Progressives Taking Charge

Alan Jenkins

The President has shown a talent for slowly but surely moving public opinion in the right direction on crucial policy points, then inexplicably giving those points away to his political opponents for little or nothing in return. According to last month’s Gallup poll, for example, only 20% of Americans want Congress to reduce the deficit solely through spending cuts, while the overwhelming majority favor some mix of taxes and cuts, and an additional 7% support tax cuts alone. This was President Obama’s stated position, the one thing he said he would stand by, yet the deal he ultimately signed off on included zero revenue increases.

The President long ago convinced Americans that the Bush-era tax cuts should be allowed to expire, either for those making more than $250,000 per year, or for all taxpayers. Yet the President caved on this proposition during the lame duck session of Congress, and again in the debt ceiling debate.

So now we’re waiting on a deficit “Super Commission” likely to be packed with conservative hardliners, and a process in which the President promises, once again, that increased taxes for the wealthiest among us must be part of the mix. But the stakes are high. And the default outcome—in the likely event that the commission cannot agree—is across the board cuts that would devastate Americans hardest hit by the recession and bury the prospects for job creation and recovery.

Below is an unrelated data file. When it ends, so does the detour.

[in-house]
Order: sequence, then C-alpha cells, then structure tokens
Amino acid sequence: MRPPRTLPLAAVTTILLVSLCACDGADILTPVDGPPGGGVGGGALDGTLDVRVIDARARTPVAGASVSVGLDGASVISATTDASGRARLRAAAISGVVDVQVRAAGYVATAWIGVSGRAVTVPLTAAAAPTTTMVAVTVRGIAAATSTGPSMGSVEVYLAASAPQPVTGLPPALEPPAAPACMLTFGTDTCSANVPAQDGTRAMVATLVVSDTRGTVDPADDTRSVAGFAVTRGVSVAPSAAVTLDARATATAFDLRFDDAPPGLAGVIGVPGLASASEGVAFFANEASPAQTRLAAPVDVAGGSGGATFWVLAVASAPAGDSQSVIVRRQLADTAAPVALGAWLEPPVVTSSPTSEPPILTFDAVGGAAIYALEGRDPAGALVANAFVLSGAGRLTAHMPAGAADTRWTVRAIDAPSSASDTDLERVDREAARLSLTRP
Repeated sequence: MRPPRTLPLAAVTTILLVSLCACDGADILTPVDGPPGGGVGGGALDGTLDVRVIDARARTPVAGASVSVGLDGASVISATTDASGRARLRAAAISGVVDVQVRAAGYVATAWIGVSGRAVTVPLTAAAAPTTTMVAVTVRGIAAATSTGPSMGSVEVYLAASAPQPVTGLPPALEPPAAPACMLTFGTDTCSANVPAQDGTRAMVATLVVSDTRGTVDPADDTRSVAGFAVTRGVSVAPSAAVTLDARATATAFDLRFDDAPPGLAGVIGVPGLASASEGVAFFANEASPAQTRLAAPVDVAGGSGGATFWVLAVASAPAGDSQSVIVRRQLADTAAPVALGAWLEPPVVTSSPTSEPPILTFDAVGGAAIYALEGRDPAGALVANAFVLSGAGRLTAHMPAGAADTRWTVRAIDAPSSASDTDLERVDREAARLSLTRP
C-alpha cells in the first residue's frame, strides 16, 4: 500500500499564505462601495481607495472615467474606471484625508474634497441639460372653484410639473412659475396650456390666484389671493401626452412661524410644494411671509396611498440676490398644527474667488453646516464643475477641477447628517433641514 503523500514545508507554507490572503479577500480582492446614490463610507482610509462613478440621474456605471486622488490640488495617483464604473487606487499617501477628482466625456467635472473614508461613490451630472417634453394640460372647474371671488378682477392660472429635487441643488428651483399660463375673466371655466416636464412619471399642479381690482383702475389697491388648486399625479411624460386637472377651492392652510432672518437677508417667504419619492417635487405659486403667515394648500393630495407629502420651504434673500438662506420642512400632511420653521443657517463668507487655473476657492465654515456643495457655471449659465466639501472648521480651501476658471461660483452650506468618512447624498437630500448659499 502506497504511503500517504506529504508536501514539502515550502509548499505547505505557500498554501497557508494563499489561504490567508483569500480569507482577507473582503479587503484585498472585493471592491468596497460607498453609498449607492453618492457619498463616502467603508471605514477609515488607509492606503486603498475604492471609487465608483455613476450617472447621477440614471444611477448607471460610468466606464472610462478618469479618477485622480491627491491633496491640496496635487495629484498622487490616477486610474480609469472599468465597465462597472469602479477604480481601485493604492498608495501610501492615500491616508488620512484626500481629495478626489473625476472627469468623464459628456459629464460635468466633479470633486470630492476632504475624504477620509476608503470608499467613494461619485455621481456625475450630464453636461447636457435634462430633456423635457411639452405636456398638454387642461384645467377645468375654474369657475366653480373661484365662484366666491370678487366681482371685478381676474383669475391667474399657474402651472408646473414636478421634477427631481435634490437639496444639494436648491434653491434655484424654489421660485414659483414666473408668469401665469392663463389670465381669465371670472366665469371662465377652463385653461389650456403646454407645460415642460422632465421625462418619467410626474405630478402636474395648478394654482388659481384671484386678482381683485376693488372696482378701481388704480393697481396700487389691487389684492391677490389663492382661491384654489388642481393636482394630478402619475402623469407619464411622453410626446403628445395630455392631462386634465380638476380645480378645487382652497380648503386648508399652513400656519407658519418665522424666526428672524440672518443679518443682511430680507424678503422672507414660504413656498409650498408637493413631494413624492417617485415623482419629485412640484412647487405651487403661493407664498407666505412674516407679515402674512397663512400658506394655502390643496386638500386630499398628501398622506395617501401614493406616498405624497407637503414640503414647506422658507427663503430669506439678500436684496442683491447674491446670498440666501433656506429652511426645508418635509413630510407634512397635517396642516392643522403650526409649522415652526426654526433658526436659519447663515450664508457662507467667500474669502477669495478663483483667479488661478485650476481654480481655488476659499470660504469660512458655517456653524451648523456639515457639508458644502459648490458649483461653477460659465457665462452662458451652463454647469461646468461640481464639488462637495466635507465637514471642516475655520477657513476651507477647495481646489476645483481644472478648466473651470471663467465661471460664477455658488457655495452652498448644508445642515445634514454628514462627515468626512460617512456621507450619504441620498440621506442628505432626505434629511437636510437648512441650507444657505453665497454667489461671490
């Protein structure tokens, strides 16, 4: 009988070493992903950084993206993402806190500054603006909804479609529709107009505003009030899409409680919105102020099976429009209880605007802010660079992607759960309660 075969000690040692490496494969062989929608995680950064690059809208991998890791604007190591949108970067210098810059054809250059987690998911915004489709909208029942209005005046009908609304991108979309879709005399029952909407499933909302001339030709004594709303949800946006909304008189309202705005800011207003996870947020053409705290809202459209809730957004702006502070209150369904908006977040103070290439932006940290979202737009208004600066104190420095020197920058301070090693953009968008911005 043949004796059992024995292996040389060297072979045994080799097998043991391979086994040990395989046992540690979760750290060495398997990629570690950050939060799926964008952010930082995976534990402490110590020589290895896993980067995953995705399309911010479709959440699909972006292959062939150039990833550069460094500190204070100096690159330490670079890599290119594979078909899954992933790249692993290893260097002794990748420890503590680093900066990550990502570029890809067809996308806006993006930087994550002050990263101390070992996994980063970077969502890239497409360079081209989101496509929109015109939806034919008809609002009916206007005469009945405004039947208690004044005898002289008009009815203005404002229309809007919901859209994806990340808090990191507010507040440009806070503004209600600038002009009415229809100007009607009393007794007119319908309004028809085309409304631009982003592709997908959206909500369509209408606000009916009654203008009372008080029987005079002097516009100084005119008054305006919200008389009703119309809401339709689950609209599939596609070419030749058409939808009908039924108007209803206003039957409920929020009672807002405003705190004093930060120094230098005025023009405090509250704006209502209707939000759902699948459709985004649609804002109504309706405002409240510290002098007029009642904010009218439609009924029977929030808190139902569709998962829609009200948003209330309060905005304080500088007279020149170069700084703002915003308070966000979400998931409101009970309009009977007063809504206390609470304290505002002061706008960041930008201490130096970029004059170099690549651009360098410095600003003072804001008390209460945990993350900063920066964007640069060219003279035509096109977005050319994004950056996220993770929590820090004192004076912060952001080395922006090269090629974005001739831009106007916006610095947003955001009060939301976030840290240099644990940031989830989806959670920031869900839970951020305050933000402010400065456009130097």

We can hope that the third time will be the charm. We can wring our hands and expect to be sold down the river. Or we can take action to make sure it’s a real fight, with or without the President’s resolve. That course, the right course, will require innovative ideas, aggressive organizing, and a powerful narrative that has been lacking from the debate so far.

Fortunately, progressives have already launched several efforts that are crucial to winning the fight. The Congressional Progressive Caucus (many of whose members opposed the debt deal) led a jobs tour around the country, proposed a Progressive Budget, and is calling for job creation as a top priority, including in budget negotiations. The Congressional Black Caucus has its own jobs initiative and has vowed to push back against harsh, cuts-only approaches.
From the Rebuilding the American Dream movement, to the Home for Good Campaign, and beyond, activists are taking to the streets, to Facebook, and to the halls of power in their call for an opportunity society, including an opportunity budget.

Just as crucial will be telling our story, a story that inspires the base, persuades the undecided, and marginalizes our opposition. It must be a story rooted in shared values of opportunity, and economic security, and the idea that we’re all in it together. It must identify corporate misconduct, inadequate regulation, and wrongheaded economics as the forces that got us into this crisis. But it must focus overwhelmingly on positive, pragmatic solutions that enable Americans to get back to work and rebuild their dreams, as well as their assets. Hardly a fringe message, research and experience show this fits well with what everyday Americans already believe.

Armed with ideas, organizing, and a compelling American narrative, we can win not only the budget and deficit fights, but the fight to restore our economy and expand opportunity into the future. It would be nice to have the President in the lead in this fight, but we may have to pull him along behind us.

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